Auto dealerships have purportedly been around for well over a century, and have become an integral part of the car shopping experience.
But with the advent of autonomous vehicles — and current OEMs like Tesla doing away with dealerships in favor of showrooms — the traditional dealership and its financing arm will have to pivot into new areas in order to survive the changing tide, according to a study from Deloitte Consulting.
As part of a larger discussion on what’s taking place within mobility and auto finance (view Part I and Part II here), co-author of the study, Cameron Krueger, spoke with Mobility Finance about the expanding role of dealerships, the idea of software as collateral, and the rise of fleet management.
Dealers are an important part of the ecosystem, Krueger said. Dealerships are not going away, but instead expanding into different areas of mobility consumption, he added. Today, roughly 80% of cars are financed via a dealer, according to the report. Captives’ relationships with dealers and OEMs are critical for access to customers and for loan/lease aid. But with a steady evolution of OEMs getting into fleet management (as seen with General Motors‘ Maven and Ford Motor Co.‘s Chariot), individual dealerships may want to also get into the game, according to Krueger.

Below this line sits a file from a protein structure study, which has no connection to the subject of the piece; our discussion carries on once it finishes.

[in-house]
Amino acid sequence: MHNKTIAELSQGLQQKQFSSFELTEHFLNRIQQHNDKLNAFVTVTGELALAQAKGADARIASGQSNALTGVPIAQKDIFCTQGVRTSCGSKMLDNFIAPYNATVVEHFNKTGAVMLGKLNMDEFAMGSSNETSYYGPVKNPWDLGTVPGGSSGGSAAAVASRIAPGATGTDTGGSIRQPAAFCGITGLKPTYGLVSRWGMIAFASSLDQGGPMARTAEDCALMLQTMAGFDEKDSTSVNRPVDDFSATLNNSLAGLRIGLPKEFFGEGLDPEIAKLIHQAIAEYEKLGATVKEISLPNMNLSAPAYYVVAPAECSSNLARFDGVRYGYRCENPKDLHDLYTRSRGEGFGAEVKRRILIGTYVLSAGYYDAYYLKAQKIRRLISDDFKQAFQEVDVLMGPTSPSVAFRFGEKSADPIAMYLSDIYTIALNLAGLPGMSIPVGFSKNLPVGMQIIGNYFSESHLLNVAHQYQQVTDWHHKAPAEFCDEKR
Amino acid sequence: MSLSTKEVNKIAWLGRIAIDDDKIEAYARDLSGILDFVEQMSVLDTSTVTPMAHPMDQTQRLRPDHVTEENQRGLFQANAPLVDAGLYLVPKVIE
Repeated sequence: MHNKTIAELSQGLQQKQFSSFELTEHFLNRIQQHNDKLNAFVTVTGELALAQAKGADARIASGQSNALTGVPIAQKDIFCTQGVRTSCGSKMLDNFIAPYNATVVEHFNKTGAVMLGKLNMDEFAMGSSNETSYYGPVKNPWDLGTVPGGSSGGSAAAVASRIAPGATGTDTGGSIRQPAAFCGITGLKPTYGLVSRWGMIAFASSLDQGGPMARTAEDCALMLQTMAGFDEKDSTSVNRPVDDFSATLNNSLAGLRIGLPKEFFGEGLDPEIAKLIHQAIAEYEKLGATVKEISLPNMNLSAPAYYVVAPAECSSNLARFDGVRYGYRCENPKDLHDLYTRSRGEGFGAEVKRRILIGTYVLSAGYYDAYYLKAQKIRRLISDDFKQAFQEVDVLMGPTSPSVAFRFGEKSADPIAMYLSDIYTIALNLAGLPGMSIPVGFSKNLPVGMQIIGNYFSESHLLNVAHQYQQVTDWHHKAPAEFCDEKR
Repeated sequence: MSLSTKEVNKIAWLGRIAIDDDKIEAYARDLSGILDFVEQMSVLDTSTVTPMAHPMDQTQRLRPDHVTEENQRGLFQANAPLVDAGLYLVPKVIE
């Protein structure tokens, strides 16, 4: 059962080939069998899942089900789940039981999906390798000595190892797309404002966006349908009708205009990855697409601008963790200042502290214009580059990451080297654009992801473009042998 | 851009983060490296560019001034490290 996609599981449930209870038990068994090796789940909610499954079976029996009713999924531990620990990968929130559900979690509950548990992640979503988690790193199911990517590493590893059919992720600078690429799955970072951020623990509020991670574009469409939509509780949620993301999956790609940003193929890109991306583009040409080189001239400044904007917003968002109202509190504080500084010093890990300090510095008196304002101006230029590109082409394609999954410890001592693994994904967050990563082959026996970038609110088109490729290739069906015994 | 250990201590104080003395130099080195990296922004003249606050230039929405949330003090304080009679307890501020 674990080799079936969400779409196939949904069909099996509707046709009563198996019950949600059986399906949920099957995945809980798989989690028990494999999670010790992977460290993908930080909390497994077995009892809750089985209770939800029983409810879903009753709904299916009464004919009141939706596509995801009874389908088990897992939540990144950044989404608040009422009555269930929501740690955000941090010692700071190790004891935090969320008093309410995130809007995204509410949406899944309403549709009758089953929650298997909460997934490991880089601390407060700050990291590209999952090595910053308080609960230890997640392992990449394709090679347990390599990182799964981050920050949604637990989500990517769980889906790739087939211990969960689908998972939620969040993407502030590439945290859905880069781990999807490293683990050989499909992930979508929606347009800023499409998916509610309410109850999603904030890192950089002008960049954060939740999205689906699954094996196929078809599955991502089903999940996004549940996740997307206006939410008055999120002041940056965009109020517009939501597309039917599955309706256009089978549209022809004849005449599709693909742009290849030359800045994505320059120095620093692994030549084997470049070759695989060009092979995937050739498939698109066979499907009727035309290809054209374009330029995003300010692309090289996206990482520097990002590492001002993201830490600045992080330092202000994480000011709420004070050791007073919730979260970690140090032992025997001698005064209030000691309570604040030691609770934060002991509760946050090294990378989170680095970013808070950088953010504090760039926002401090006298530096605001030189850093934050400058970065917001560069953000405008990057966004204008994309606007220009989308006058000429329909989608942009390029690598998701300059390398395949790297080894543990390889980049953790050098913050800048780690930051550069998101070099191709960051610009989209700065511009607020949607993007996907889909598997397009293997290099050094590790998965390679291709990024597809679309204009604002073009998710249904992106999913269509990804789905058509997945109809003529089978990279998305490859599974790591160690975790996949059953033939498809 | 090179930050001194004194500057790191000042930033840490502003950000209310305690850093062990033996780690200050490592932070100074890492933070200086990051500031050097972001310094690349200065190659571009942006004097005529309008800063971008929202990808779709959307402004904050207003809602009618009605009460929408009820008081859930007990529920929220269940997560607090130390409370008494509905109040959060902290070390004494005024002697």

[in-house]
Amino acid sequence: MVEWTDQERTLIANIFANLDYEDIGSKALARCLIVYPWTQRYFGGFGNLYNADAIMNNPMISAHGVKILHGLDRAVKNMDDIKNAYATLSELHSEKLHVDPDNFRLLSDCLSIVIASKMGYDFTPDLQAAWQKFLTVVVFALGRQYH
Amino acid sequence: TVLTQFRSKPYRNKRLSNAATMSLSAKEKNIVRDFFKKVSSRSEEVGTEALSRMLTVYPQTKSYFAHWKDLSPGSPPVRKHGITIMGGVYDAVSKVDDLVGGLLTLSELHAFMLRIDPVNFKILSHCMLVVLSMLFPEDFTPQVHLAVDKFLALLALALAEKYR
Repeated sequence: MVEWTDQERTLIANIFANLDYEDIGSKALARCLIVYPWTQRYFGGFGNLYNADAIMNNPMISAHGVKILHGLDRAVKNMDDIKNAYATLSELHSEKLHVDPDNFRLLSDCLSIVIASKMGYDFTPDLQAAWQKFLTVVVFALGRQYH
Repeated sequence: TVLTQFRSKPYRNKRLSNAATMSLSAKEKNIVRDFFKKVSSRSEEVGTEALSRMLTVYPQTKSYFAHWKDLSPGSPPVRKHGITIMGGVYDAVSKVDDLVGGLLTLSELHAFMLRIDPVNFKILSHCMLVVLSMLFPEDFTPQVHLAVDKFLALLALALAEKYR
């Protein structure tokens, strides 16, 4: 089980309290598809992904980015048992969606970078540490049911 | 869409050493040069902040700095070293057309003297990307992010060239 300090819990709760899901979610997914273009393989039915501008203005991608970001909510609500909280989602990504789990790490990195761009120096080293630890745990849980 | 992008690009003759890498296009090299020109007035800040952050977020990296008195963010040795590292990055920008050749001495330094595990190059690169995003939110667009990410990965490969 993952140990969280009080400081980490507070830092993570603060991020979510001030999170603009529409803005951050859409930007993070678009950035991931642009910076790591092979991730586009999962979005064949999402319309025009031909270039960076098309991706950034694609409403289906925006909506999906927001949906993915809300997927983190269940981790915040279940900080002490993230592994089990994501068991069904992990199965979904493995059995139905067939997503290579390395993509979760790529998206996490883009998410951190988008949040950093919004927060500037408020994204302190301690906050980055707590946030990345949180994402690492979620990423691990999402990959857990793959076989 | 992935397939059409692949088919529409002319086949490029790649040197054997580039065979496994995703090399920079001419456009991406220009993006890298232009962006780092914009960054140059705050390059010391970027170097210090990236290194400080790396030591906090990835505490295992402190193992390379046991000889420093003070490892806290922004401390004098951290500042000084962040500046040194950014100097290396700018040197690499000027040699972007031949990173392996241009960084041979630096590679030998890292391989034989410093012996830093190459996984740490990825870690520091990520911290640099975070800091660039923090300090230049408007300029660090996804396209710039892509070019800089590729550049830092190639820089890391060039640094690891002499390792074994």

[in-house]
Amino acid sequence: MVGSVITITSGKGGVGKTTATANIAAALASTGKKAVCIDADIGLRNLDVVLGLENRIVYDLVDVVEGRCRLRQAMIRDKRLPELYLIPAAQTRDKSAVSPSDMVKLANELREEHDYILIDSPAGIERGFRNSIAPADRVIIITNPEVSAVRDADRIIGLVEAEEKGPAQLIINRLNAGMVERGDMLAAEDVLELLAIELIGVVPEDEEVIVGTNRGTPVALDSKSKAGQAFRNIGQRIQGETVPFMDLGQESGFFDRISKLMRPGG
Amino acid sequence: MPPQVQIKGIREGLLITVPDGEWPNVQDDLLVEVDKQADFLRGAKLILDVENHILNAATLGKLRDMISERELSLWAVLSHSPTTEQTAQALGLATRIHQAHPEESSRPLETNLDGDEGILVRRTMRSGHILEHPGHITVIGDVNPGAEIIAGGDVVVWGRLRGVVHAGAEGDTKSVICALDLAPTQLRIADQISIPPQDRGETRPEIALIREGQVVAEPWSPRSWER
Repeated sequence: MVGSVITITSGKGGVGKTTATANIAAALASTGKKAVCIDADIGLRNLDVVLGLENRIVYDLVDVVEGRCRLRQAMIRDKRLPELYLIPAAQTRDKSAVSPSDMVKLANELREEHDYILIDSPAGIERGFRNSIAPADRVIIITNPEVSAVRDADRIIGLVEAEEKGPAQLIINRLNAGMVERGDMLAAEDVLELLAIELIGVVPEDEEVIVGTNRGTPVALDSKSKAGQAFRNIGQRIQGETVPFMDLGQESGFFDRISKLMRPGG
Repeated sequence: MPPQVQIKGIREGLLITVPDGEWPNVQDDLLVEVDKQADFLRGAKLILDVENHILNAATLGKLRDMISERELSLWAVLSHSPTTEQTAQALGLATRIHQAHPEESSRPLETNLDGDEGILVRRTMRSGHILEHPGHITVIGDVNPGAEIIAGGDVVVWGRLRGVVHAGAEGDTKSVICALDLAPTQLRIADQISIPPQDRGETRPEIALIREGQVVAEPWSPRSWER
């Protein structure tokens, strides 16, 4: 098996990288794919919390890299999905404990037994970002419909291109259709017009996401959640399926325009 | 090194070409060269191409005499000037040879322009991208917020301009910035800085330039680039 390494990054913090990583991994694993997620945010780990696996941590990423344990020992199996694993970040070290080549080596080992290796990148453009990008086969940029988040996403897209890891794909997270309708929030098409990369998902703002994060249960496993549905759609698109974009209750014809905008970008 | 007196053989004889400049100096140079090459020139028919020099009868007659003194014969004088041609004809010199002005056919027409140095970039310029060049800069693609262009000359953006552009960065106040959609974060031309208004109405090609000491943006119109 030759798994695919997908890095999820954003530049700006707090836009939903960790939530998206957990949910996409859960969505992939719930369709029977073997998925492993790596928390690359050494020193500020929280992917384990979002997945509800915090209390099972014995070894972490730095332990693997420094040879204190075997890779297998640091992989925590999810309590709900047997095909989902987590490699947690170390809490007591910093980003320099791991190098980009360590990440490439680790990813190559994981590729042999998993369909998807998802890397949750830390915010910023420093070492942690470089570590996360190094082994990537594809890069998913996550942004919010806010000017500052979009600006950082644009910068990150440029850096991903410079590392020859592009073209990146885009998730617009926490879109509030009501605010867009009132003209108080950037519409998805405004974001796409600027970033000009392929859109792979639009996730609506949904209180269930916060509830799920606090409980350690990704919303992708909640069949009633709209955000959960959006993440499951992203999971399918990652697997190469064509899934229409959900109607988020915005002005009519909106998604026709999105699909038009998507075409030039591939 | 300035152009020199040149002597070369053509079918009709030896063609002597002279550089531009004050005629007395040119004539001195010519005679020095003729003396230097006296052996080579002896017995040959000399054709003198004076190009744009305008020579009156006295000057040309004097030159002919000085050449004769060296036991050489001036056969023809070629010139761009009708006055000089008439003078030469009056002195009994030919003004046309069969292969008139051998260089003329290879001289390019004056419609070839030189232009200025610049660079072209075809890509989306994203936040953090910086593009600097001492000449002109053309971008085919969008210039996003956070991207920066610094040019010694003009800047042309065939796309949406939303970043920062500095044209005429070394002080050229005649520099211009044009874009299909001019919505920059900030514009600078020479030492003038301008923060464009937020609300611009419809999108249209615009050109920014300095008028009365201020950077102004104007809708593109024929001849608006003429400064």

“The dealer sells and finances, but they also have the space, and knowledge, so why not become a fleet operator?” he said. “They easily could in the new mobility ecosystem. The cars have a place to park and be repaired and [dealerships] have brand loyalty.”
The physical dealership may evolve into fleet management, but dealerships could also look into financing other aspects of a vehicle — like software if dealerships are willing to finance non-OEM products. There are parallel industries that do this already, including IBM Global Financing — IBM’s own captive organization — which also finances non-IBM products.
Software is set to be a huge player in mobility, Krueger said, adding that it’s a serious opportunity for dealerships to consider for the future and that dealerships could offer software subscriptions to various products. But that’s only if dealerships are willing to take the bet on financing a non-physical item.
“Sure, it becomes my collateral [if I’m a captive], but the collateral needs to be viewed differently because it’s so mobile,” he said. “Financing software is really challenging,” because there’s not a physical item that can be repossessed like a car.”Like This Post